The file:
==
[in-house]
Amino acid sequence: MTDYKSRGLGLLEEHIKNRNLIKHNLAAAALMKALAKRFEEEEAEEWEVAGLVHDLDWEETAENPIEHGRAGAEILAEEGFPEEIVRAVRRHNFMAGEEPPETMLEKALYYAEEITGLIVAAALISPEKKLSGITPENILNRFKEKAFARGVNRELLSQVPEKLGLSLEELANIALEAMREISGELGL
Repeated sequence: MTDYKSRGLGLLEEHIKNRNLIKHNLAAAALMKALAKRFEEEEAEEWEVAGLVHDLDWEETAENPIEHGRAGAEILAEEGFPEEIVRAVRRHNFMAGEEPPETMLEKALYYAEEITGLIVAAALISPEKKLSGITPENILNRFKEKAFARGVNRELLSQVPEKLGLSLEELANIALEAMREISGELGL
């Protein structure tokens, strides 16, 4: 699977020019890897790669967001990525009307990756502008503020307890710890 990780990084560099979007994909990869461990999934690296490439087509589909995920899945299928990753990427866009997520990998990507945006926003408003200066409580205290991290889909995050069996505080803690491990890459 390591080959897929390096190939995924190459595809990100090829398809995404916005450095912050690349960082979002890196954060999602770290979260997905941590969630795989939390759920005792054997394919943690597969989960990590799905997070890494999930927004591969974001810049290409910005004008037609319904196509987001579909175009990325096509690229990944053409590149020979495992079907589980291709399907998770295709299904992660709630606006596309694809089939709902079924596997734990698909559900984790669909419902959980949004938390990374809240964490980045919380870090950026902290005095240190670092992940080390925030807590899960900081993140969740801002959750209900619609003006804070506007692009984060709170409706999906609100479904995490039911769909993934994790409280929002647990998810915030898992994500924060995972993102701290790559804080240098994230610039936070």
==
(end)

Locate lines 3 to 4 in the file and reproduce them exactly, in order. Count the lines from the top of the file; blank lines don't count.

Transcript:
Repeated sequence: MTDYKSRGLGLLEEHIKNRNLIKHNLAAAALMKALAKRFEEEEAEEWEVAGLVHDLDWEETAENPIEHGRAGAEILAEEGFPEEIVRAVRRHNFMAGEEPPETMLEKALYYAEEITGLIVAAALISPEKKLSGITPENILNRFKEKAFARGVNRELLSQVPEKLGLSLEELANIALEAMREISGELGL
């Protein structure tokens, strides 16, 4: 699977020019890897790669967001990525009307990756502008503020307890710890 990780990084560099979007994909990869461990999934690296490439087509589909995920899945299928990753990427866009997520990998990507945006926003408003200066409580205290991290889909995050069996505080803690491990890459 390591080959897929390096190939995924190459595809990100090829398809995404916005450095912050690349960082979002890196954060999602770290979260997905941590969630795989939390759920005792054997394919943690597969989960990590799905997070890494999930927004591969974001810049290409910005004008037609319904196509987001579909175009990325096509690229990944053409590149020979495992079907589980291709399907998770295709299904992660709630606006596309694809089939709902079924596997734990698909559900984790669909419902959980949004938390990374809240964490980045919380870090950026902290005095240190670092992940080390925030807590899960900081993140969740801002959750209900619609003006804070506007692009984060709170409706999906609100479904995490039911769909993934994790409280929002647990998810915030898992994500924060995972993102701290790559804080240098994230610039936070």